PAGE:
of the law. Mark Wittman for putting a warrant out on
me and locking me up without due process of law.
(Compl. ¶ 6.)
II. LEGAL STANDARD
The in forma pauperis statute, as amended by the Prison
Litigation Reform Act ("PLRA"), Pub.L. No. 104-134, §§ 801-810,
110 Stat. 1321-66 to 1321-77 (April 26, 1996), requires the
Court, prior to docketing or as soon as practicable after
docketing, to review a complaint in a civil action in which a
plaintiff is proceeding in forma pauperis or a prisoner
seeks redress against a governmental employee or entity. See
28 U.S.C. §§ 1915(e)(2)(B), 1915A. The PLRA requires the Court to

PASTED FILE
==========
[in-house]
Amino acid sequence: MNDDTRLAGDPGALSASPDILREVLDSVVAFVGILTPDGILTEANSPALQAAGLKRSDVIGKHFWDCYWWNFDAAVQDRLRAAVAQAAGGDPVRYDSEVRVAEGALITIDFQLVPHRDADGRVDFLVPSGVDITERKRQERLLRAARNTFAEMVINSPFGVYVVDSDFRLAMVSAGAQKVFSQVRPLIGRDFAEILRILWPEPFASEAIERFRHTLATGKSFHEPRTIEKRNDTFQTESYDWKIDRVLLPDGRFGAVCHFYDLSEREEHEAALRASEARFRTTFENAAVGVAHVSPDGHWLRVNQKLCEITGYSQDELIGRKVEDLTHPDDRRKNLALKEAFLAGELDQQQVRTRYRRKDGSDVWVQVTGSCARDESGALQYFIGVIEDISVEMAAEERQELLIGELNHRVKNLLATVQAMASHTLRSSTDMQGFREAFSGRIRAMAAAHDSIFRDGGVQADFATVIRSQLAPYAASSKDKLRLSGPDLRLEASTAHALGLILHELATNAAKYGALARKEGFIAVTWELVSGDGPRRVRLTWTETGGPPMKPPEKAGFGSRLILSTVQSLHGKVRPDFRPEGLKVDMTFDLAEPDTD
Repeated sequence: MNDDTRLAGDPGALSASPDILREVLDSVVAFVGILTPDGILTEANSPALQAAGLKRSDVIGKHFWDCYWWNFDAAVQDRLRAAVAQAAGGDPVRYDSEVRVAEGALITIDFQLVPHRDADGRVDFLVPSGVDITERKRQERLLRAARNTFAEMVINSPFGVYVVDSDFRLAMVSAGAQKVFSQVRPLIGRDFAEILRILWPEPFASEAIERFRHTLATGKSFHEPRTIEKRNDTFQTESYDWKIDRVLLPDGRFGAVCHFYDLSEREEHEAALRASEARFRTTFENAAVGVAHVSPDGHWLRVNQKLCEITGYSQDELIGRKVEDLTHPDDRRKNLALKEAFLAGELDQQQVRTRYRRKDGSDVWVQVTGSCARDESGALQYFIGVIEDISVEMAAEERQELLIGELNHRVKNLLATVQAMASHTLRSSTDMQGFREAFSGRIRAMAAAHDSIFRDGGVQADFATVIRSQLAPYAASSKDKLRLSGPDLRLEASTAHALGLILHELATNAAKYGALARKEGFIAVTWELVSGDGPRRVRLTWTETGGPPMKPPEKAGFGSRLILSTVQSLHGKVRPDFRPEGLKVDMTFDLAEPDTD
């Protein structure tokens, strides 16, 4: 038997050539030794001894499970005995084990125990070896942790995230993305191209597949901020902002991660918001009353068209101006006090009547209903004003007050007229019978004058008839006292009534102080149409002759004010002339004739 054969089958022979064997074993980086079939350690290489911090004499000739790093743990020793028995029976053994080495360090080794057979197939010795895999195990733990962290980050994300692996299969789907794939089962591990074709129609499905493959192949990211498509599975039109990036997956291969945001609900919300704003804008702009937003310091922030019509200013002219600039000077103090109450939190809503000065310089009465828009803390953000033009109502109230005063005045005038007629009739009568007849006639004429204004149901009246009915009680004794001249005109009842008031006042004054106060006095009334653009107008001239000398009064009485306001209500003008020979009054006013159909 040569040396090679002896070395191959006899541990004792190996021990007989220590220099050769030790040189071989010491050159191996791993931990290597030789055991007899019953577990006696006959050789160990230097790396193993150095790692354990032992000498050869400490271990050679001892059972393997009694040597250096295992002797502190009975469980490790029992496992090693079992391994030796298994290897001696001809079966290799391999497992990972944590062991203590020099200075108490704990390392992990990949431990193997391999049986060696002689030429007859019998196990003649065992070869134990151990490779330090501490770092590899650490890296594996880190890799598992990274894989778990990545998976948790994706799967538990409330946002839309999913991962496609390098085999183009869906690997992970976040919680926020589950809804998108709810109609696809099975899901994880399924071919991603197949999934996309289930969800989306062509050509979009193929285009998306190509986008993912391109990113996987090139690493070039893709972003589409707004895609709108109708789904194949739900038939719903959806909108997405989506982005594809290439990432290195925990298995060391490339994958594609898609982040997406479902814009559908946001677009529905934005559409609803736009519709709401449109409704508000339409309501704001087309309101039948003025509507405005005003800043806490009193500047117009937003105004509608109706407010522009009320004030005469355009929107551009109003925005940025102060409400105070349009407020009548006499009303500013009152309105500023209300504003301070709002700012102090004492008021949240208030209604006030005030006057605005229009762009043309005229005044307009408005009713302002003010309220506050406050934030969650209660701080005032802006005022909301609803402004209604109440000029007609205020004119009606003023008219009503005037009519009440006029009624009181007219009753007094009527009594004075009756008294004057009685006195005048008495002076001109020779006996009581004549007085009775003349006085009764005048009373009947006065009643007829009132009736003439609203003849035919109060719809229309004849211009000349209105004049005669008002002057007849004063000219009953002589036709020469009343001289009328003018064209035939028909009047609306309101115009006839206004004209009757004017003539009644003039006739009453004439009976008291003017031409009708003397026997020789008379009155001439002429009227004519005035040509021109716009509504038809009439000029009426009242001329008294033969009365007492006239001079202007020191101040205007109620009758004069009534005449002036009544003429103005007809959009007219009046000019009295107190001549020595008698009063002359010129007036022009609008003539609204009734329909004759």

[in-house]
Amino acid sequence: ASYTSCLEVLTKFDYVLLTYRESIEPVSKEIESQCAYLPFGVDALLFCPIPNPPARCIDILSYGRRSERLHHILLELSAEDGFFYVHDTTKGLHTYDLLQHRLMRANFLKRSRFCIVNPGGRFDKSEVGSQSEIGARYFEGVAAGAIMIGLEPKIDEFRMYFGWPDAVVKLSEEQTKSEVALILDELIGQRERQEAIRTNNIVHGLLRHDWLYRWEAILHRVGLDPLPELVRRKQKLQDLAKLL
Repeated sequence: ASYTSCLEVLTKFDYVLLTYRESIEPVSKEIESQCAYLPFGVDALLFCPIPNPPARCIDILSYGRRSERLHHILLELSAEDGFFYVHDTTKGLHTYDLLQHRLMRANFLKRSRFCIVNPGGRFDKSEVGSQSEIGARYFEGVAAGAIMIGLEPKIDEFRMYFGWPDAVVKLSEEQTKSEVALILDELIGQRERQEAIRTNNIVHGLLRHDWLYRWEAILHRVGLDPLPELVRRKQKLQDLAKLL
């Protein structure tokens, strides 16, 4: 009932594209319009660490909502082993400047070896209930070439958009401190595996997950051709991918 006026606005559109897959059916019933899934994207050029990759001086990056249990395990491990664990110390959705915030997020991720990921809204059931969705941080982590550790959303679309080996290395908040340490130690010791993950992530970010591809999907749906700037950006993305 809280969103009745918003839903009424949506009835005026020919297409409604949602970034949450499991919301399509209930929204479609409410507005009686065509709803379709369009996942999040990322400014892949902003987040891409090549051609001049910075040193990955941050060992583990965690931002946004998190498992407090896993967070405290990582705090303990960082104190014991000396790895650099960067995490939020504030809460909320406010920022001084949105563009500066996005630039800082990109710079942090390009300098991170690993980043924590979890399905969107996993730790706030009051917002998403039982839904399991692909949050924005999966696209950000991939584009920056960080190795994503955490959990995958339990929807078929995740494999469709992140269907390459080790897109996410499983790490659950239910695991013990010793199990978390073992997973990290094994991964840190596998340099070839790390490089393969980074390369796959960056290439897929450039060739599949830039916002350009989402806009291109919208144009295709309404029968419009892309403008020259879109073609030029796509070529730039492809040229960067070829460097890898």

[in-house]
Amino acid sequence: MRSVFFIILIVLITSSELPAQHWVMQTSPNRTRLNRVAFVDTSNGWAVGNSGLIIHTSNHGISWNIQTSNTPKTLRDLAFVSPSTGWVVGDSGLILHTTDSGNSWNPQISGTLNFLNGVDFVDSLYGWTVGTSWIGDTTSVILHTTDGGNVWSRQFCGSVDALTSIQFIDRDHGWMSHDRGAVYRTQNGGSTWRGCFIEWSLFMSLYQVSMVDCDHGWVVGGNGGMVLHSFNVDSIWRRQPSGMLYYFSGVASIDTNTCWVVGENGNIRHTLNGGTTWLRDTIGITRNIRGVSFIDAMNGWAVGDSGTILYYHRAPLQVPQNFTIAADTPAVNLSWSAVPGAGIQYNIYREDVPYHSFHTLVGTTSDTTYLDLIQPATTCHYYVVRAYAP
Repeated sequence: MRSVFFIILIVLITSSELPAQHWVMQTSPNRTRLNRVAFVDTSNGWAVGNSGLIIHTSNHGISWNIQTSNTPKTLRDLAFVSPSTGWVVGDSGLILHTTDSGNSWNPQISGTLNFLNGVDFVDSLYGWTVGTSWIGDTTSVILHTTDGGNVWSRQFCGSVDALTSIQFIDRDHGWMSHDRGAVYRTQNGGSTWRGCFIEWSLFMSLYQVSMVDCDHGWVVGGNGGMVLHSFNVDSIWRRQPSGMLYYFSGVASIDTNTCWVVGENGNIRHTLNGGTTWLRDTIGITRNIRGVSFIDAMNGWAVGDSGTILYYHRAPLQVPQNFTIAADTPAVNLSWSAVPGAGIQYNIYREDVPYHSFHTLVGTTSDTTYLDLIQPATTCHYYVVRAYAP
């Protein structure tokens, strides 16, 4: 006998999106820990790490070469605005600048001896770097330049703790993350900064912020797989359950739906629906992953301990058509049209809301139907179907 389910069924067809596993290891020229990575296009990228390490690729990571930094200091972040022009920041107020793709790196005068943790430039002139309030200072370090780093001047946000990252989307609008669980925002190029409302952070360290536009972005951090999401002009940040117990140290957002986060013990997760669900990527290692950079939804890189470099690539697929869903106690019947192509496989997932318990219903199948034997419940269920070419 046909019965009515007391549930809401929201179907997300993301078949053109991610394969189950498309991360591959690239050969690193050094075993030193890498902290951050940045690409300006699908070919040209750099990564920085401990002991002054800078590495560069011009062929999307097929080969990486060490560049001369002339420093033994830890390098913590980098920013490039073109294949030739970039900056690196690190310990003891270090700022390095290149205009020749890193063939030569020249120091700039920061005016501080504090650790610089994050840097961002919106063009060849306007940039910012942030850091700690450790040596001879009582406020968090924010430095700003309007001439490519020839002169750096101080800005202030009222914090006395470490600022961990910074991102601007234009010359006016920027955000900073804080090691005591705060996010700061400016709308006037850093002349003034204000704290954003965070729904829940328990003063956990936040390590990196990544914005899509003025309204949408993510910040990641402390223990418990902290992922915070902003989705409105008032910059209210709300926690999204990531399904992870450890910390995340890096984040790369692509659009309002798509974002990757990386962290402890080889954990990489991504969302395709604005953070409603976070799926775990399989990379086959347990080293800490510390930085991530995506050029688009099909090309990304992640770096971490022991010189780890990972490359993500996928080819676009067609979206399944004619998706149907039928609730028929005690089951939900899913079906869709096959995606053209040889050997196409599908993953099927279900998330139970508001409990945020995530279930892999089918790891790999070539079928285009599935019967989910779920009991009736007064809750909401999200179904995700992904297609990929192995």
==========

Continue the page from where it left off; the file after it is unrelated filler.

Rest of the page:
sua sponte dismiss any claim if the Court determines that it is
frivolous, malicious, fails to state a claim on which relief may
be granted, or seeks monetary relief from a defendant who is
immune from such relief. Id.
A claim is frivolous if it "lacks even an arguable basis in
law" or its factual allegations describe "fantastic or delusional
scenarios." Neitzke v. Williams, 490 U.S. 319, 328 (1989);
see also Roman v. Jeffes, 904 F.2d 192, 194 (3d Cir. 1990).
"Given the Federal Rules' simplified standard for pleading, `[a]
court may dismiss a complaint only if it is clear that no relief
could be granted under any set of facts that could be proved
consistent with the allegations." Swierkiewicz v. Soreman,
534 U.S. 506, 514 (2002) (quoting Hishon v. King & Spalding,
467 U.S. 69, 73 (1984)).
Section 1983 of Title 42 of the United States Code authorizes a
person such as Plaintiff to seek redress for a violation of his
federal civil rights by a person who was acting under color of